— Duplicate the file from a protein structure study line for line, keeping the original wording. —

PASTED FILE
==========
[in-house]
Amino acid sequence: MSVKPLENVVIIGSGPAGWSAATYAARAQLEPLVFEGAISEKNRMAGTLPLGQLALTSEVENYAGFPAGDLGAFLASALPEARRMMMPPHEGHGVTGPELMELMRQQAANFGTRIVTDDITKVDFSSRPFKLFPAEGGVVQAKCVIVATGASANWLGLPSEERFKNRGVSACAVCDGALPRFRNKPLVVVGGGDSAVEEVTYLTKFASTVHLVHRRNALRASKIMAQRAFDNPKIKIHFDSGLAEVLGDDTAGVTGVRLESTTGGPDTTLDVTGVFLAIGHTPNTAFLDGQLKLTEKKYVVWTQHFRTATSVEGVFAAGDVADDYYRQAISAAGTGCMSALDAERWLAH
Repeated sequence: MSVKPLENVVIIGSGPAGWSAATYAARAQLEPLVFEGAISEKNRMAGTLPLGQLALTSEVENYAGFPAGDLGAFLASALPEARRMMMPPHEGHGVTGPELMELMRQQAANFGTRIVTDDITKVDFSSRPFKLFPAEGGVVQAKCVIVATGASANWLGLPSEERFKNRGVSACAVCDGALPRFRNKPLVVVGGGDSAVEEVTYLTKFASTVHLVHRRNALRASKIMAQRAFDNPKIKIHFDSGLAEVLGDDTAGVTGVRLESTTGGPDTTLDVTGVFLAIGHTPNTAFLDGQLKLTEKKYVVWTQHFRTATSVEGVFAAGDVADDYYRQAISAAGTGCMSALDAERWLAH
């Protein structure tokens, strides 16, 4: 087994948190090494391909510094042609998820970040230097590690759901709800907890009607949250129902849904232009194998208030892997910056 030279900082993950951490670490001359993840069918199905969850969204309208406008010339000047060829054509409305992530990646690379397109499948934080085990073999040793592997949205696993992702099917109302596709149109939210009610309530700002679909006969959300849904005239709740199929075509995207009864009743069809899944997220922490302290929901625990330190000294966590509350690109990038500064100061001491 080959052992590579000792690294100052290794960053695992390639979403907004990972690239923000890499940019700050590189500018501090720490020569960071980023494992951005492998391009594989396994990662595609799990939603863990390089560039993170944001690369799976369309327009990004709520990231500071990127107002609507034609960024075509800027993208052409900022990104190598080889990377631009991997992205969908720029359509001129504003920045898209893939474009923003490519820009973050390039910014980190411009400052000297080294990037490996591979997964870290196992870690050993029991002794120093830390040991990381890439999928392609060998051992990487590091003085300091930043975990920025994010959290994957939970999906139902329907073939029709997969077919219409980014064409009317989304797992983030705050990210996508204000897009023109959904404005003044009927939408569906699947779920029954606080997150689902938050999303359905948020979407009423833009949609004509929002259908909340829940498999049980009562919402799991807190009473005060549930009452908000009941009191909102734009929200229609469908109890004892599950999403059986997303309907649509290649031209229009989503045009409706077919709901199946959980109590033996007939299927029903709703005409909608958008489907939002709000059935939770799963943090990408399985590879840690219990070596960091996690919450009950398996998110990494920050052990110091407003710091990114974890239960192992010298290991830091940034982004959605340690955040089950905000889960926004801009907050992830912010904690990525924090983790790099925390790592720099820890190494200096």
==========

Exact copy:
[in-house]
Amino acid sequence: MSVKPLENVVIIGSGPAGWSAATYAARAQLEPLVFEGAISEKNRMAGTLPLGQLALTSEVENYAGFPAGDLGAFLASALPEARRMMMPPHEGHGVTGPELMELMRQQAANFGTRIVTDDITKVDFSSRPFKLFPAEGGVVQAKCVIVATGASANWLGLPSEERFKNRGVSACAVCDGALPRFRNKPLVVVGGGDSAVEEVTYLTKFASTVHLVHRRNALRASKIMAQRAFDNPKIKIHFDSGLAEVLGDDTAGVTGVRLESTTGGPDTTLDVTGVFLAIGHTPNTAFLDGQLKLTEKKYVVWTQHFRTATSVEGVFAAGDVADDYYRQAISAAGTGCMSALDAERWLAH
Repeated sequence: MSVKPLENVVIIGSGPAGWSAATYAARAQLEPLVFEGAISEKNRMAGTLPLGQLALTSEVENYAGFPAGDLGAFLASALPEARRMMMPPHEGHGVTGPELMELMRQQAANFGTRIVTDDITKVDFSSRPFKLFPAEGGVVQAKCVIVATGASANWLGLPSEERFKNRGVSACAVCDGALPRFRNKPLVVVGGGDSAVEEVTYLTKFASTVHLVHRRNALRASKIMAQRAFDNPKIKIHFDSGLAEVLGDDTAGVTGVRLESTTGGPDTTLDVTGVFLAIGHTPNTAFLDGQLKLTEKKYVVWTQHFRTATSVEGVFAAGDVADDYYRQAISAAGTGCMSALDAERWLAH
């Protein structure tokens, strides 16, 4: 087994948190090494391909510094042609998820970040230097590690759901709800907890009607949250129902849904232009194998208030892997910056 030279900082993950951490670490001359993840069918199905969850969204309208406008010339000047060829054509409305992530990646690379397109499948934080085990073999040793592997949205696993992702099917109302596709149109939210009610309530700002679909006969959300849904005239709740199929075509995207009864009743069809899944997220922490302290929901625990330190000294966590509350690109990038500064100061001491 080959052992590579000792690294100052290794960053695992390639979403907004990972690239923000890499940019700050590189500018501090720490020569960071980023494992951005492998391009594989396994990662595609799990939603863990390089560039993170944001690369799976369309327009990004709520990231500071990127107002609507034609960024075509800027993208052409900022990104190598080889990377631009991997992205969908720029359509001129504003920045898209893939474009923003490519820009973050390039910014980190411009400052000297080294990037490996591979997964870290196992870690050993029991002794120093830390040991990381890439999928392609060998051992990487590091003085300091930043975990920025994010959290994957939970999906139902329907073939029709997969077919219409980014064409009317989304797992983030705050990210996508204000897009023109959904404005003044009927939408569906699947779920029954606080997150689902938050999303359905948020979407009423833009949609004509929002259908909340829940498999049980009562919402799991807190009473005060549930009452908000009941009191909102734009929200229609469908109890004892599950999403059986997303309907649509290649031209229009989503045009409706077919709901199946959980109590033996007939299927029903709703005409909608958008489907939002709000059935939770799963943090990408399985590879840690219990070596960091996690919450009950398996998110990494920050052990110091407003710091990114974890239960192992010298290991830091940034982004959605340690955040089950905000889960926004801009907050992830912010904690990525924090983790790099925390790592720099820890190494200096």